Even in 1985, it was considered the hobby’s greatest post-War trading card. Owning a nice copy was something the average collector contemplated but often couldn’t afford.
One lucky kid’s father recognized the iconic stature of the 1952 Topps Mickey Mantle, though, and bought one for him as a confirmation gift. The $2,000 cost (about $4,300 in today’s dollars) certainly would have had jaws dropping.
It turned out to be a lot better investment than a few boxes of that year’s cards.
As an avid young collector, Brian Baltes appreciated the gift, even though it spent most of the next three decades in a safe deposit box. Last weekend, he brought it to a show at Hofstra University.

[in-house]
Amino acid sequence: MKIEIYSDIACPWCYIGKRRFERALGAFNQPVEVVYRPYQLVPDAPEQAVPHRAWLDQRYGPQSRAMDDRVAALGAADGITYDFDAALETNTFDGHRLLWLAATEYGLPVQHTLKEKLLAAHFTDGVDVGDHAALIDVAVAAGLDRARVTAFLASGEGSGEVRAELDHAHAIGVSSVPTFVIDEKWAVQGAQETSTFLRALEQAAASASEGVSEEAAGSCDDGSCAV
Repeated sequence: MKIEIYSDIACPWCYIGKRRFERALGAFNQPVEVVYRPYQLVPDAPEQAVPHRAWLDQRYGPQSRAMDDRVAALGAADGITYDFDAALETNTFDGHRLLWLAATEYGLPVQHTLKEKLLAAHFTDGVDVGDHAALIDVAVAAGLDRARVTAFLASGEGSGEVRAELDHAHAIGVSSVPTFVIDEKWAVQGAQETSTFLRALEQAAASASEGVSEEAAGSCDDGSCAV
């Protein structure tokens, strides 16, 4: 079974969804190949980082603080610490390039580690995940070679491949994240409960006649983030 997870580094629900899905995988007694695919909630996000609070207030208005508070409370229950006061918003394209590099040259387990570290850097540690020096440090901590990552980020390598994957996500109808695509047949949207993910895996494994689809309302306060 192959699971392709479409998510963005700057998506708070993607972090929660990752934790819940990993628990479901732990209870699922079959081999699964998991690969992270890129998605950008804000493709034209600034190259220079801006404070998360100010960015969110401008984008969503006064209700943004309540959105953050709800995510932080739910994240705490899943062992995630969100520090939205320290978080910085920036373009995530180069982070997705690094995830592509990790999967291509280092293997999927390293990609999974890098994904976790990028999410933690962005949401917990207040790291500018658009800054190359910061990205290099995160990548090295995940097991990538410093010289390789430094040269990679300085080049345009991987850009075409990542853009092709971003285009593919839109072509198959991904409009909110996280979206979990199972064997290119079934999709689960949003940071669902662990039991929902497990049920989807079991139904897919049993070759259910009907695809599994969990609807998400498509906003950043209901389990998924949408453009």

It was a rare sight—a raw, authentic 1952 Topps Mantle—still in the original screw-down holder it came in 32 years ago. The card’s corners appeared sharp and other than not being perfectly centered, it appeared near mint.
David Seideman of Forbes.com was there when Baltes showed it to a few dealers before submitting it for grading and authentication (and that wasn’t the only great card he had).